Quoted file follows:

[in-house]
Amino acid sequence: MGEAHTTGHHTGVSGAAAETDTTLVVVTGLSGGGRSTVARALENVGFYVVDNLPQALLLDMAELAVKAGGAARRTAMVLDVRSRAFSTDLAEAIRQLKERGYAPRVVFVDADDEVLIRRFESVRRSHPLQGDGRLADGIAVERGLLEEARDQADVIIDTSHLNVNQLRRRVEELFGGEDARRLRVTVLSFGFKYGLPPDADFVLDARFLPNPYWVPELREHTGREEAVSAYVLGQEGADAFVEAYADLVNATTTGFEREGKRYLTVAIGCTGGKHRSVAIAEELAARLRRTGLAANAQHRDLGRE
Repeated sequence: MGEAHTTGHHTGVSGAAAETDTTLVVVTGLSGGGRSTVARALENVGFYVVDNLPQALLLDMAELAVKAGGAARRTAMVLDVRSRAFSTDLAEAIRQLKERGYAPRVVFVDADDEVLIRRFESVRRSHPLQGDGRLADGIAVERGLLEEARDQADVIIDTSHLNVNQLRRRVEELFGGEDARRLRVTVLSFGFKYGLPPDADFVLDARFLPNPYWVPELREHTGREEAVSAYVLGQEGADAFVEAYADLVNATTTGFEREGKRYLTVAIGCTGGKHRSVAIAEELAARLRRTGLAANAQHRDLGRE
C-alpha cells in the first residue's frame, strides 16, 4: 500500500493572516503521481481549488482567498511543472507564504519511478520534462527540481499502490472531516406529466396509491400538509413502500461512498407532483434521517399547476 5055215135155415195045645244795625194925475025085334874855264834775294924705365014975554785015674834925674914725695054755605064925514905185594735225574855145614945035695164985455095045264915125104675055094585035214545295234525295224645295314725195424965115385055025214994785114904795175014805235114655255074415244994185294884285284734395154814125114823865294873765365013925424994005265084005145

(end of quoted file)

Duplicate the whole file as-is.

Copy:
[in-house]
Amino acid sequence: MGEAHTTGHHTGVSGAAAETDTTLVVVTGLSGGGRSTVARALENVGFYVVDNLPQALLLDMAELAVKAGGAARRTAMVLDVRSRAFSTDLAEAIRQLKERGYAPRVVFVDADDEVLIRRFESVRRSHPLQGDGRLADGIAVERGLLEEARDQADVIIDTSHLNVNQLRRRVEELFGGEDARRLRVTVLSFGFKYGLPPDADFVLDARFLPNPYWVPELREHTGREEAVSAYVLGQEGADAFVEAYADLVNATTTGFEREGKRYLTVAIGCTGGKHRSVAIAEELAARLRRTGLAANAQHRDLGRE
Repeated sequence: MGEAHTTGHHTGVSGAAAETDTTLVVVTGLSGGGRSTVARALENVGFYVVDNLPQALLLDMAELAVKAGGAARRTAMVLDVRSRAFSTDLAEAIRQLKERGYAPRVVFVDADDEVLIRRFESVRRSHPLQGDGRLADGIAVERGLLEEARDQADVIIDTSHLNVNQLRRRVEELFGGEDARRLRVTVLSFGFKYGLPPDADFVLDARFLPNPYWVPELREHTGREEAVSAYVLGQEGADAFVEAYADLVNATTTGFEREGKRYLTVAIGCTGGKHRSVAIAEELAARLRRTGLAANAQHRDLGRE
C-alpha cells in the first residue's frame, strides 16, 4: 500500500493572516503521481481549488482567498511543472507564504519511478520534462527540481499502490472531516406529466396509491400538509413502500461512498407532483434521517399547476 5055215135155415195045645244795625194925475025085334874855264834775294924705365014975554785015674834925674914725695054755605064925514905185594735225574855145614945035695164985455095045264915125104675055094585035214545295234525295224645295314725195424965115385055025214994785114904795175014805235114655255074415244994185294884285284734395154814125114823865294873765365013925424994005265084005145